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The Boatless Angler - Chapter 5.2 - Shore Pan Fishing with Live Bait 2

Live bait, is live bait, is live bait! It always works for panfish….Wrong! As mentioned in part 1 of this shore pan fishing chapter, you need the right rig to catch those big pans with live bait. However, in addition to the rig, you have to be able to…

Chapter 5: Shore Pan Fishing with Live Bait
Part 2 – Rigging Live Bait for Pan’s

Live bait, is live bait, is live bait! It always works for panfish….Wrong!

As mentioned in part 1 of this shore pan fishing chapter, you need the right rig to catch those big pans with live bait. However, in addition to the rig, you have to be able to present the bait in the correct manner, which is of course how you put it on the hook.

The two most common types of live bait for panfish are minnows and worms. Both these baits can be placed on the hook in many variations, but there are a few key ways that not only allow your bait to stay alive longer, but also allow you to catch more fish!

Worm rigging

Worms are in fact the most common bait used in freshwater and are also most commonly rigged incorrectly when targeting panfish. The key to rigging up a worm is to hide as most of the hook as possible as well as keeping a worm’s natural form intact.

This means you don’t bunch it up on the hook into a ball, but rather you thread the worm on the hook. To thread a worm onto a hook you want to begin with the head first so the head ends up at the top of the hook and its tail is at the bottom portion. So begin by threading the head all the way up the shank of the hook and over the eye.

Threading your worm over the eye of the hook not only hides it but it helps keep your worm streamline and prevents the worm from sliding down as well. Once the head of the worm is over the eye you want to stop threading keeping the tail end of the worm hanging off the hook. This free tail-end provides phenomenal action which will attract those monster panfish.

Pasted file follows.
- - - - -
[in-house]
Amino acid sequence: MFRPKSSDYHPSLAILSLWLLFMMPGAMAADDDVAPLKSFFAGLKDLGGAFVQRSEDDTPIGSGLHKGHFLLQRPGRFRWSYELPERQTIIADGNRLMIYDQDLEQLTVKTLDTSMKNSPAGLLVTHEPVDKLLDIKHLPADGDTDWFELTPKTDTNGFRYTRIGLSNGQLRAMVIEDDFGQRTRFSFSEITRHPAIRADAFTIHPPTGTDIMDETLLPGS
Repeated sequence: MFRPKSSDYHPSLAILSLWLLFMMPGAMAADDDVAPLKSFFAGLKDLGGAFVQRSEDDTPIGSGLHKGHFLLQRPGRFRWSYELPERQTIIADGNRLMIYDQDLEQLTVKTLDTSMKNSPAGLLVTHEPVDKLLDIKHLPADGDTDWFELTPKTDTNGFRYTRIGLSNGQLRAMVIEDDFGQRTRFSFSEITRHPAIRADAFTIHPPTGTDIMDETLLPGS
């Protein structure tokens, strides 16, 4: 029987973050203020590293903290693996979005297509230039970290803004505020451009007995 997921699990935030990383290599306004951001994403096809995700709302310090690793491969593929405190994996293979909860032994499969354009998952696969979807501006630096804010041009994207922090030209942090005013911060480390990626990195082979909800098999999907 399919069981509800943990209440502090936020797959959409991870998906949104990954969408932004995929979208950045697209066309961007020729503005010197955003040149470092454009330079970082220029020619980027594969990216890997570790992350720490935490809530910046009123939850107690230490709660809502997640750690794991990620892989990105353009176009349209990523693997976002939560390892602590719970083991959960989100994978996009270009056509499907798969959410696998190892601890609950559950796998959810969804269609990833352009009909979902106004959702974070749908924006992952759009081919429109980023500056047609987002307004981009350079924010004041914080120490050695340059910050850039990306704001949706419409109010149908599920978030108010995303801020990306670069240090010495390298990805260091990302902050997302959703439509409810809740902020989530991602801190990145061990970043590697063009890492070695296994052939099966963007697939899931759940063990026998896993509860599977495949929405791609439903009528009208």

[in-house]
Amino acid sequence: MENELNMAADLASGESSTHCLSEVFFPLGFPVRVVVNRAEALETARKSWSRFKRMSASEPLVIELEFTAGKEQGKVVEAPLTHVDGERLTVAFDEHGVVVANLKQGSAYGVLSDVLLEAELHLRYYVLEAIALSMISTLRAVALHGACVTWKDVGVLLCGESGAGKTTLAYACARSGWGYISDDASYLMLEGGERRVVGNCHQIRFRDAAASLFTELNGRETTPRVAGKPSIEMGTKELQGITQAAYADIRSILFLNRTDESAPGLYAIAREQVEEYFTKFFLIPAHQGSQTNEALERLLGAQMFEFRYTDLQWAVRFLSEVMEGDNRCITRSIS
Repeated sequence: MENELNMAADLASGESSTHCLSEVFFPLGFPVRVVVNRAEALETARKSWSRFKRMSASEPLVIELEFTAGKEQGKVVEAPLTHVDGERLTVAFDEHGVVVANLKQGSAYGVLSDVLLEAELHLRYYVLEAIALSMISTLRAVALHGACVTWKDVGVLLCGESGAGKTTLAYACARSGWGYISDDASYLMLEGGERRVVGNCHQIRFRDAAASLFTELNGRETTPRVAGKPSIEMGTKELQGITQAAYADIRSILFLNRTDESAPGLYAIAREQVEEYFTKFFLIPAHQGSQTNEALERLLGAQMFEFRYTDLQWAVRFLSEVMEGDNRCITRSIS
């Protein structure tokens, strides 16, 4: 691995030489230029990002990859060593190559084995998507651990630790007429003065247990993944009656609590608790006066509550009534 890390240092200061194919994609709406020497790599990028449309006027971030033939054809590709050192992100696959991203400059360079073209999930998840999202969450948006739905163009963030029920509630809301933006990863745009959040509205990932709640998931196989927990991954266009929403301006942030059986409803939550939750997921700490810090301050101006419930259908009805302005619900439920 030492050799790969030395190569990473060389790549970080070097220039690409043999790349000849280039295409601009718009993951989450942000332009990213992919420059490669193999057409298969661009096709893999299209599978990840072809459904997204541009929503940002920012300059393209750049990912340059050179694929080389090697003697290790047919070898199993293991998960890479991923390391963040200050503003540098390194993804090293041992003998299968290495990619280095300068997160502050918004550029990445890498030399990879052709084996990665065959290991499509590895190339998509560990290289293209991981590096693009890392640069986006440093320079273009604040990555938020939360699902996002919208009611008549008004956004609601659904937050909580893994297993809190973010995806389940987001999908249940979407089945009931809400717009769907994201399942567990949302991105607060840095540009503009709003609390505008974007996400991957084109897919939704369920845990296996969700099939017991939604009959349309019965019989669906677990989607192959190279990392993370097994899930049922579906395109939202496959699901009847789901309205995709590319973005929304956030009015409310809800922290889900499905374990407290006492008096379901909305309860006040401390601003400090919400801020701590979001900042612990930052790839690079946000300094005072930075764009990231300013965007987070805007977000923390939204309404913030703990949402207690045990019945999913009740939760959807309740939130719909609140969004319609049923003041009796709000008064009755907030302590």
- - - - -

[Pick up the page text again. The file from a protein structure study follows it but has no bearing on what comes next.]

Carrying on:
Minnow Rigging

There are 2 very effective ways to rig a minnow for panfish, the first one shown here is the most productive way as it provides the best action and at the same time keeps the minnow alive for a long period of time. It is truly the pan fish magnet! First you want to take your hook and place it through one of the nostrils and have it exit the mouth of the minnow.

To know if you have placed it properly in the nostril, you will feel a bit of resistance when placing the hook in this manner. If you do not feel the resistance and it seems like the minnow is going to fall off right away, try to place the hook as far on the inside of the nostril as possible. Keep in mind that this minnow rigging method is best when making short casts; otherwise it will in fact fall off if you’re not careful. But with a bit of practice and finesse, you’ll make this your favorite minnow rig!

The second method to hooking a minnow for panfish is very similar to the first but this rig you are going to use when you have to make further casts, or when your minnows are very small and happen not to stay on the hook. This time you’re going to place the hook it through the nostril again, but have the hook exit at the chin. This creates the same action as the first minnow rig but it does not allow the minnow to live as long. Although this is true, this rig will keep your minnow firmly on the hook.

One of the most important aspects of these two minnow rigging methods is that the minnows are rigged at the head. Panfish, whether it’s perch, crappie or sunfish all eat minnows head first, and when they do strike, your hook will be right there for a fast and effective hook set!

Summary

So keep in mind when you go panfishing, make sure you rig is right, and that your live bait you are using is put on the hook properly. These tips on panfishing will catch those huge panfish and will help you fill your bucket in no time!

Antonio.




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